In some jurisdictions a foundation is known as a family foundation and in others as a private foundation. Foundations can be used in a similar way to trusts, such as for wealth protection, privacy and wealth planning, but originally only existed in civil-law countries. Nowadays, some common-law countries also offer the option of setting up foundations, for example, Jersey and Guernsey.
In contrast to a trust, a foundation is a legal entity and is often used as an alternative to a will. Although all kinds of assets can be held in foundations, they were historically often used to only keep offshore private bank accounts.
The purpose of a foundation in most cases is safeguarding the assets of the family, as well as privacy protection and wealth planning. However, often only liquid assets are contributed to the structure, with the aim of safeguarding these assets for the next generation, and separating them from the founder’s other assets.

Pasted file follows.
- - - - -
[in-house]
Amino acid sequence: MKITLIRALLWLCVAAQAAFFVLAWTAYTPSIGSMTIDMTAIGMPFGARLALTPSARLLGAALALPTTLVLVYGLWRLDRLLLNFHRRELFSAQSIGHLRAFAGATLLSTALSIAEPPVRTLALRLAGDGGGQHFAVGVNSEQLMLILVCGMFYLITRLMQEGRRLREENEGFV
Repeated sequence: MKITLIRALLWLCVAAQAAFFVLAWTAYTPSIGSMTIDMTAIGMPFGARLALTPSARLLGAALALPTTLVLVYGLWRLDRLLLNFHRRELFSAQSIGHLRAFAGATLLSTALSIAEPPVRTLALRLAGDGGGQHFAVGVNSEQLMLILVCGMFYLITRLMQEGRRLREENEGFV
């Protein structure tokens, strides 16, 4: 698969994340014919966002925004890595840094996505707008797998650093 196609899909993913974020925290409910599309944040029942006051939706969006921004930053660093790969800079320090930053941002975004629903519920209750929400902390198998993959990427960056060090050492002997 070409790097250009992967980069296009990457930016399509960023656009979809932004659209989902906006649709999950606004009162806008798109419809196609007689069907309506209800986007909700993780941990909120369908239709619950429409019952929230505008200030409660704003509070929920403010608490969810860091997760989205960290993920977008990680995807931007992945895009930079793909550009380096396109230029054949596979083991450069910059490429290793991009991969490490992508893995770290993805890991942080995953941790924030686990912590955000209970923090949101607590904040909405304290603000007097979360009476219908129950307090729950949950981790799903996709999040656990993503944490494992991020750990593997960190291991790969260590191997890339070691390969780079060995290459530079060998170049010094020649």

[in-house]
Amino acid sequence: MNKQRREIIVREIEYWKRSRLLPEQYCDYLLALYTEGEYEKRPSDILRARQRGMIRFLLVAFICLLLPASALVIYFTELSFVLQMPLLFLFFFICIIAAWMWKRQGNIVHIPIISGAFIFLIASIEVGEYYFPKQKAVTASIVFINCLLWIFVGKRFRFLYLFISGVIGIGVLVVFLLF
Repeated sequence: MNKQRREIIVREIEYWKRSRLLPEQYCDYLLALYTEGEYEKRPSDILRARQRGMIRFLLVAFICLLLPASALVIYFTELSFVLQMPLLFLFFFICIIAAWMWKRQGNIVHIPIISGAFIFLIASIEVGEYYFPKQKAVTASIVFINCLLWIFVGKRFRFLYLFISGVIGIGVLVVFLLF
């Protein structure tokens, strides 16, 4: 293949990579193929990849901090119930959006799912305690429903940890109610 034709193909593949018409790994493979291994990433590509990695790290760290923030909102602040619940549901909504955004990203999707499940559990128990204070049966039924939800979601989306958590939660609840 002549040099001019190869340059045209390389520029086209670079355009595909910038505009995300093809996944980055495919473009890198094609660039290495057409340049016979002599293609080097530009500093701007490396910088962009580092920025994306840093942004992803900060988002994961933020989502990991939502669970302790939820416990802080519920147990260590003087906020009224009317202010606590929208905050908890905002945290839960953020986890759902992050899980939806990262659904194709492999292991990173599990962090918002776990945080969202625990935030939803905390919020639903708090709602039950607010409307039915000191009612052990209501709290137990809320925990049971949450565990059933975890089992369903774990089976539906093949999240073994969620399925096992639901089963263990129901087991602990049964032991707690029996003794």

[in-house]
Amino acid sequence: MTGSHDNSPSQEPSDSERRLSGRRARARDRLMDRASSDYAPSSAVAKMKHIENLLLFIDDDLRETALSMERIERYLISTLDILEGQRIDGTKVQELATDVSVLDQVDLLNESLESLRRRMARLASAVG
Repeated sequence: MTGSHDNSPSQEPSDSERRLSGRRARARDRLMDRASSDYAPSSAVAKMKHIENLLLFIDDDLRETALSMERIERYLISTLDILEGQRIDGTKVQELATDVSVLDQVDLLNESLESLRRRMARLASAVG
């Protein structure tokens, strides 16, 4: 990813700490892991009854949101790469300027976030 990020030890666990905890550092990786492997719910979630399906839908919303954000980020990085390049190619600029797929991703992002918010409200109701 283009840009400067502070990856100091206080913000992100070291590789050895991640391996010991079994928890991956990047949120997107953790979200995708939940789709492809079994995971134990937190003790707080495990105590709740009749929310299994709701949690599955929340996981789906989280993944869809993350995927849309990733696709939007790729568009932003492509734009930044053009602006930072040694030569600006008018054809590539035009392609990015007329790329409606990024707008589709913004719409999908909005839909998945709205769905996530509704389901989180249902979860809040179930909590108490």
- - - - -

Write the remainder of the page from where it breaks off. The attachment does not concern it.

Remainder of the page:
How does a family foundation function?
Foundations fully own the assets contributed to them. They are managed by a foundation board or a foundation council and a multi-family office often acts as the foundation board. The person setting up the foundation (the founder) normally establishes the foundation for a particular purpose, and the bodies of the foundation are strictly bound to this purpose. The founder decides who the (potential) beneficiaries of the foundation are and to which benefits they are entitled. The intentions of the founder are written down in the foundation’s by-laws. The foundation board is only entitled to distribute assets to the beneficiaries of the foundation mentioned in the by-laws. The founder can also appoint an advisor or guardian in order to check the foundation board.
Do you think a foundation may be solution for you and your family? Get in touch for a confidential and complimentary dicsussion. You can contact us here